17. Hello everyone, This is my first time ever posting on a forum (I've never done reddit or anything else), so I hope you all will be patient with me. I'm studying to be an ASL-English Interpreter, I am about to go into Sign 4 at my college, but I believe it is way easier to pick up the language when communicating with native ASL speakers (signers?), but the pandemic has canceled my plans to go to Deaf chats or volunteering at Deaf organizations in my area so I just don't have that opportunity which is why I decided to come here. When not signing in person I enjoy watching videos, reviewing previous ASL material from school, and reading ASL related books, but I notice that there is still not a lot of good material that goes in-depth into the grammar. For example, I was recently reviewing how to describe the layout of a house, and my school material only offered one video, without any text explanation, as an example and focused more on the layout of a room. The way I like to learn is by having numerous examples and having explanations why things are signed a certain way. That is all I wanted to say for now, I hope you all can help me out! Thank you!
  18. I am stroke, aphasia. I am ASL, teacher.
  19. Born deaf, ASL was my first language. Here to help. 🙂
  20. Hello, I was told the best way to learn ASL is to just chat with someone who has practiced ASL most/all their life. If anyone is willing to help me practice and correct my vocab/sentences, I would really appreciate it. I have been learning ASL off and on for a few years, and know basic vocabulary. (So still a beginner) I took an ASL course over the summer with Texas School for the Deaf here in Austin, Tx. It was a virtual course due to COVID, so I was able to rewind videos, but was not able to ask any questions/advice/clarifications. Let me know if you'd like to chat. I am in central time BTW.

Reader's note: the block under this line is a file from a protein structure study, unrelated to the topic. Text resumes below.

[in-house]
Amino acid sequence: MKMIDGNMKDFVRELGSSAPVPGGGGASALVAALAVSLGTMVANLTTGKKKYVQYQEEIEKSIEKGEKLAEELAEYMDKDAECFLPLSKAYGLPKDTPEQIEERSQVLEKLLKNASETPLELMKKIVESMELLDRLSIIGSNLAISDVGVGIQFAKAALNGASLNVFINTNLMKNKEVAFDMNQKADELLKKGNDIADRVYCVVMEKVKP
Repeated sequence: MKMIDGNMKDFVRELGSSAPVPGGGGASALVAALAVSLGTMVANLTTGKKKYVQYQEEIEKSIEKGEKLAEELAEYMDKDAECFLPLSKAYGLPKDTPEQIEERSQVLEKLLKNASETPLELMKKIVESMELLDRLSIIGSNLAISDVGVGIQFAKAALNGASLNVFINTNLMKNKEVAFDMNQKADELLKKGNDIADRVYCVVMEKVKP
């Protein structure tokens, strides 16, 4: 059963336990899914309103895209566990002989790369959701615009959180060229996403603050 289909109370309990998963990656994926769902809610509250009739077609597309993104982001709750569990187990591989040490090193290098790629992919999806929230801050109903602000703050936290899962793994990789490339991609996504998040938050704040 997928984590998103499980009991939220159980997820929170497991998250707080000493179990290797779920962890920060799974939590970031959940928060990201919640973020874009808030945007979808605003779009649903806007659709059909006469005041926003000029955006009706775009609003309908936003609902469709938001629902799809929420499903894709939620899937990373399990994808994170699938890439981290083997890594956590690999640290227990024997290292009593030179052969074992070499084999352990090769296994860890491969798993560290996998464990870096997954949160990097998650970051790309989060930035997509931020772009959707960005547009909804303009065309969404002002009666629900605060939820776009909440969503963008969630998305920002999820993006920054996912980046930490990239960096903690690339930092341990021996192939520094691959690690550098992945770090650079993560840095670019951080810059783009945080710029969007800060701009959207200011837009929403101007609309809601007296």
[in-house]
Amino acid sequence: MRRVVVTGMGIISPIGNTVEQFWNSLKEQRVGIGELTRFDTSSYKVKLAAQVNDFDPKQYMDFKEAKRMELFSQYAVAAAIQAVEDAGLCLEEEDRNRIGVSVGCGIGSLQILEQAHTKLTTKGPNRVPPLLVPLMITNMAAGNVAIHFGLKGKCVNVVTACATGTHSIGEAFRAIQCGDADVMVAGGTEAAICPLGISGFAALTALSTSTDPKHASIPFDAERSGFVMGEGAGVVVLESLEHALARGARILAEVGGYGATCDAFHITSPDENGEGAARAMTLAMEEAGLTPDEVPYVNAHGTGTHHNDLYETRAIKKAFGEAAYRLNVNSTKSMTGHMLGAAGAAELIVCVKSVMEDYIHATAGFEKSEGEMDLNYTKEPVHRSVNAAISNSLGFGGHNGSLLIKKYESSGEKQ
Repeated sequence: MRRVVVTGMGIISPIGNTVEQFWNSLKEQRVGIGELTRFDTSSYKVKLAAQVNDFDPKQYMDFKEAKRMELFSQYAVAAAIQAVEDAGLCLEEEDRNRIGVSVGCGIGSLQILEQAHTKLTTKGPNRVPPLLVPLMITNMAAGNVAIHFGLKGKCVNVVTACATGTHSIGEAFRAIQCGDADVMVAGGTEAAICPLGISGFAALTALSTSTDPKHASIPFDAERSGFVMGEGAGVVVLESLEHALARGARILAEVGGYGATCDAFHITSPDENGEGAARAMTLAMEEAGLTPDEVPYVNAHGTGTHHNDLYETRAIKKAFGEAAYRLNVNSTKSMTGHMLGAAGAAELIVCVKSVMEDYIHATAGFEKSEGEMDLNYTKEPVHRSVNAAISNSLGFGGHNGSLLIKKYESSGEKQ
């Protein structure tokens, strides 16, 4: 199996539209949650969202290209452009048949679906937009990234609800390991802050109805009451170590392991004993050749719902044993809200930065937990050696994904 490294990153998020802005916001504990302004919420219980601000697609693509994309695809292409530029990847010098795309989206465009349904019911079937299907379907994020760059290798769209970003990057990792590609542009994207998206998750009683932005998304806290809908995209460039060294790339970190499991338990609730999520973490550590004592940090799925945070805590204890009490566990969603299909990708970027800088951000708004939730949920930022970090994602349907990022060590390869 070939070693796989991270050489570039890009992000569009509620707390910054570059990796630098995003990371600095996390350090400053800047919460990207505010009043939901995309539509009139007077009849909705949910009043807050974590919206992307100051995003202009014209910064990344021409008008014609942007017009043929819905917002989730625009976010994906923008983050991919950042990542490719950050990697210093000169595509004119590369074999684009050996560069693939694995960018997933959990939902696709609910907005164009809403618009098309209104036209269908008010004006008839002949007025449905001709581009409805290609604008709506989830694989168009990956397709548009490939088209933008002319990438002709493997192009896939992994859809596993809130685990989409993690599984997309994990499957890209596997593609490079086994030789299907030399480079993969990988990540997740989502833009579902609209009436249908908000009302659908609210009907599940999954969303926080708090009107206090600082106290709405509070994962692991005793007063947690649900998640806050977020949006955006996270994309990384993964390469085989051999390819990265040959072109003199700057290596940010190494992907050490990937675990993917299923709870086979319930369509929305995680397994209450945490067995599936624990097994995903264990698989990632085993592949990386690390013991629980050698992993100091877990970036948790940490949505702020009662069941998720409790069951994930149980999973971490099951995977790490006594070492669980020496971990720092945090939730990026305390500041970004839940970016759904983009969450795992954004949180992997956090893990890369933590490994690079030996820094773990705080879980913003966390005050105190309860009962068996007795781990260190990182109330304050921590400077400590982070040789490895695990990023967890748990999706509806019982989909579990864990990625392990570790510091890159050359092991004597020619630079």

21. In our culture, all we have to do is sign that exact signal as you mentioned above to get in fights. ( We barely even manage to get the beak to touch our other hands before they attack. ) By the time it hit year 2000- we all grew smart enough to just make a beak shape, and leave it by our jaws. We knew we wouldn't make it, and we knew we were asking for it.
  22. One ASL speaker (who learned ASL as an adult) told me this (In Conclusive Evidence) was wrong: "Carly thinks that is a particularly wussy thing to do. The ASL sign for “chicken” is formed by making a beak shape with your fingers and pecking it down onto the other hand." The woman said that that sign wouldn't be used to call someone chicken (as in "scared"). So, I'll be interested in your take.
  23. I just downloaded it, I will let you know how I like it. The introduction is thrilling.
  24. That's great news. Thanks, Jo! I'd like to give you (and others who are reading this) a free copy of the first book in the series. Click here. Thanks again, Al
  25. ASL = More gestures, and facial expressions. Less conjunctions/ more interjections. More for acting, vividness, and less cluttered. English = Less gestures, moderate facial expressions, more monotone. A lot of conjunctions are added, and way less interjections. Words are more cluttered, and baffling. ~ I am deaf, and was born deaf. ASL is my first language, SEE ( English sign language ) is my second language. ~
  26. ' I poked my chest with my index finger, then pointed my right closed fingered hand against my chin, pulled it down to my left palm that was awaiting in front of my stomach: I'm good. ' (ASL) Born deaf- Growing up in the deaf culture, we didn't sign "Good, I am." We always sign "Good." Or "I'm good."